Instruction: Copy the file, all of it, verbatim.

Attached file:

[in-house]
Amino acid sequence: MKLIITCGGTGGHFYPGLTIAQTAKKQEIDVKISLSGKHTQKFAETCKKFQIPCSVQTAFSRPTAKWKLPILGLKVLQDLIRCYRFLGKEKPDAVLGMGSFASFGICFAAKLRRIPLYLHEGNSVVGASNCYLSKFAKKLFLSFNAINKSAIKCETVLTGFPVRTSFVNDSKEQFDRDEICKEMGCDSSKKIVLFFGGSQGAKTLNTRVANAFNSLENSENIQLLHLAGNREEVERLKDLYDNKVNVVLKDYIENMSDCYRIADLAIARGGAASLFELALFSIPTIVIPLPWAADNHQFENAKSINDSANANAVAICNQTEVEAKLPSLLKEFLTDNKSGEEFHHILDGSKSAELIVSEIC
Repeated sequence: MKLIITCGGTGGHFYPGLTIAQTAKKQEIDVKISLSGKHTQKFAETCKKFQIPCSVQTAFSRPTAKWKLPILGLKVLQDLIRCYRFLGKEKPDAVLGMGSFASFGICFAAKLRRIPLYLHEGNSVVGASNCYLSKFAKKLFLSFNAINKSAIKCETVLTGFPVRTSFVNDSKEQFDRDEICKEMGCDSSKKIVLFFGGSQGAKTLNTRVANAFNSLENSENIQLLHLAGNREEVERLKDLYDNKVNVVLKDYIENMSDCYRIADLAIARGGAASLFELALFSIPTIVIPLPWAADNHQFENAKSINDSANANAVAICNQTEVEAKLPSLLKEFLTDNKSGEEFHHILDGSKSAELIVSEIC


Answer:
[in-house]
Amino acid sequence: MKLIITCGGTGGHFYPGLTIAQTAKKQEIDVKISLSGKHTQKFAETCKKFQIPCSVQTAFSRPTAKWKLPILGLKVLQDLIRCYRFLGKEKPDAVLGMGSFASFGICFAAKLRRIPLYLHEGNSVVGASNCYLSKFAKKLFLSFNAINKSAIKCETVLTGFPVRTSFVNDSKEQFDRDEICKEMGCDSSKKIVLFFGGSQGAKTLNTRVANAFNSLENSENIQLLHLAGNREEVERLKDLYDNKVNVVLKDYIENMSDCYRIADLAIARGGAASLFELALFSIPTIVIPLPWAADNHQFENAKSINDSANANAVAICNQTEVEAKLPSLLKEFLTDNKSGEEFHHILDGSKSAELIVSEIC
Repeated sequence: MKLIITCGGTGGHFYPGLTIAQTAKKQEIDVKISLSGKHTQKFAETCKKFQIPCSVQTAFSRPTAKWKLPILGLKVLQDLIRCYRFLGKEKPDAVLGMGSFASFGICFAAKLRRIPLYLHEGNSVVGASNCYLSKFAKKLFLSFNAINKSAIKCETVLTGFPVRTSFVNDSKEQFDRDEICKEMGCDSSKKIVLFFGGSQGAKTLNTRVANAFNSLENSENIQLLHLAGNREEVERLKDLYDNKVNVVLKDYIENMSDCYRIADLAIARGGAASLFELALFSIPTIVIPLPWAADNHQFENAKSINDSANANAVAICNQTEVEAKLPSLLKEFLTDNKSGEEFHHILDGSKSAELIVSEIC